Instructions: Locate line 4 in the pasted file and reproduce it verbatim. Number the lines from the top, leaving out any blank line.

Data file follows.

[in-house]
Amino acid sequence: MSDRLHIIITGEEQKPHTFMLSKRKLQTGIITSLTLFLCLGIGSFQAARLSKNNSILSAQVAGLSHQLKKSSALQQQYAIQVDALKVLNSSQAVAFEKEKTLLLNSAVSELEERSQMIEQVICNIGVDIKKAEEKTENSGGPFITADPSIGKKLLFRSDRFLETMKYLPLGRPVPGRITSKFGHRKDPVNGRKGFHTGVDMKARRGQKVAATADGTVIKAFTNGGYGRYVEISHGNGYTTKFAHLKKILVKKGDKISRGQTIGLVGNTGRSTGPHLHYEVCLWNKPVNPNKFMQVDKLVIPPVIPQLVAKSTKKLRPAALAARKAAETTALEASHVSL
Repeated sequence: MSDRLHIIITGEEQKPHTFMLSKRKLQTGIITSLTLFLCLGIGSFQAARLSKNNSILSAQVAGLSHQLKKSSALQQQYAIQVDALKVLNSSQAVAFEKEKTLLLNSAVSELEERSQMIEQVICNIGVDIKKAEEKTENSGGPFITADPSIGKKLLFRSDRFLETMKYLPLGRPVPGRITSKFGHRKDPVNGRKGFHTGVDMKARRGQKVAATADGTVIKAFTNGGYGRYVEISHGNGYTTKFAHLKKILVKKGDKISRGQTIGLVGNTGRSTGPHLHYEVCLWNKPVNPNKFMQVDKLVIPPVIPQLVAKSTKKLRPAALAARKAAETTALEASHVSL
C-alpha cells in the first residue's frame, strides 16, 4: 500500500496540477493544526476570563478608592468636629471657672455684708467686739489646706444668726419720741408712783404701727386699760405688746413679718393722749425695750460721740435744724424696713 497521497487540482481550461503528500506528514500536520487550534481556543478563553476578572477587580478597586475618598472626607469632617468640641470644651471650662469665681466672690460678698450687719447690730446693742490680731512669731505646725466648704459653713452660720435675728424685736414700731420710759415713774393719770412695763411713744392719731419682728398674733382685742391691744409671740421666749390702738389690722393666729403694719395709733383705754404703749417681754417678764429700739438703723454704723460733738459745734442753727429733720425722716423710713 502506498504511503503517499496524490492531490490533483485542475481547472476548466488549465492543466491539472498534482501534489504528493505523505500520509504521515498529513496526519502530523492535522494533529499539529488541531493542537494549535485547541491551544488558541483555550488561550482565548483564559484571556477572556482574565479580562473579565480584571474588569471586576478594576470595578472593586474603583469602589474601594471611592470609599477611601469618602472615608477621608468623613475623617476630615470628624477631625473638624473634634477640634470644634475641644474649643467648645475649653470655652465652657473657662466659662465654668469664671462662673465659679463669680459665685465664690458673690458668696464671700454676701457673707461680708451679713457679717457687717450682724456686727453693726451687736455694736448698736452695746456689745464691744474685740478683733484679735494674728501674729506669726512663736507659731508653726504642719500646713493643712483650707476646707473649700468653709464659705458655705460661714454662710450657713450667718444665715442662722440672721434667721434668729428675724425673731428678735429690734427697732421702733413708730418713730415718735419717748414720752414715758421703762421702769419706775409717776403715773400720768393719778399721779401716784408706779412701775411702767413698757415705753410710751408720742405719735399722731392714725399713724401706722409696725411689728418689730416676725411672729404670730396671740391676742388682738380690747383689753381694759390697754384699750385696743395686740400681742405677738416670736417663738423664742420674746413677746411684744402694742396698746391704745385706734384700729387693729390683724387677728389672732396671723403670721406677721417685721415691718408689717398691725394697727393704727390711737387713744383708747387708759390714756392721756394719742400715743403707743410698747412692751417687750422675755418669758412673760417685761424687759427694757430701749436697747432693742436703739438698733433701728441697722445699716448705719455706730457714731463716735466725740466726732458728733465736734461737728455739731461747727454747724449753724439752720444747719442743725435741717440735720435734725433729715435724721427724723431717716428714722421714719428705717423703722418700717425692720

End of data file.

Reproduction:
C-alpha cells in the first residue's frame, strides 16, 4: 500500500496540477493544526476570563478608592468636629471657672455684708467686739489646706444668726419720741408712783404701727386699760405688746413679718393722749425695750460721740435744724424696713 497521497487540482481550461503528500506528514500536520487550534481556543478563553476578572477587580478597586475618598472626607469632617468640641470644651471650662469665681466672690460678698450687719447690730446693742490680731512669731505646725466648704459653713452660720435675728424685736414700731420710759415713774393719770412695763411713744392719731419682728398674733382685742391691744409671740421666749390702738389690722393666729403694719395709733383705754404703749417681754417678764429700739438703723454704723460733738459745734442753727429733720425722716423710713 502506498504511503503517499496524490492531490490533483485542475481547472476548466488549465492543466491539472498534482501534489504528493505523505500520509504521515498529513496526519502530523492535522494533529499539529488541531493542537494549535485547541491551544488558541483555550488561550482565548483564559484571556477572556482574565479580562473579565480584571474588569471586576478594576470595578472593586474603583469602589474601594471611592470609599477611601469618602472615608477621608468623613475623617476630615470628624477631625473638624473634634477640634470644634475641644474649643467648645475649653470655652465652657473657662466659662465654668469664671462662673465659679463669680459665685465664690458673690458668696464671700454676701457673707461680708451679713457679717457687717450682724456686727453693726451687736455694736448698736452695746456689745464691744474685740478683733484679735494674728501674729506669726512663736507659731508653726504642719500646713493643712483650707476646707473649700468653709464659705458655705460661714454662710450657713450667718444665715442662722440672721434667721434668729428675724425673731428678735429690734427697732421702733413708730418713730415718735419717748414720752414715758421703762421702769419706775409717776403715773400720768393719778399721779401716784408706779412701775411702767413698757415705753410710751408720742405719735399722731392714725399713724401706722409696725411689728418689730416676725411672729404670730396671740391676742388682738380690747383689753381694759390697754384699750385696743395686740400681742405677738416670736417663738423664742420674746413677746411684744402694742396698746391704745385706734384700729387693729390683724387677728389672732396671723403670721406677721417685721415691718408689717398691725394697727393704727390711737387713744383708747387708759390714756392721756394719742400715743403707743410698747412692751417687750422675755418669758412673760417685761424687759427694757430701749436697747432693742436703739438698733433701728441697722445699716448705719455706730457714731463716735466725740466726732458728733465736734461737728455739731461747727454747724449753724439752720444747719442743725435741717440735720435734725433729715435724721427724723431717716428714722421714719428705717423703722418700717425692720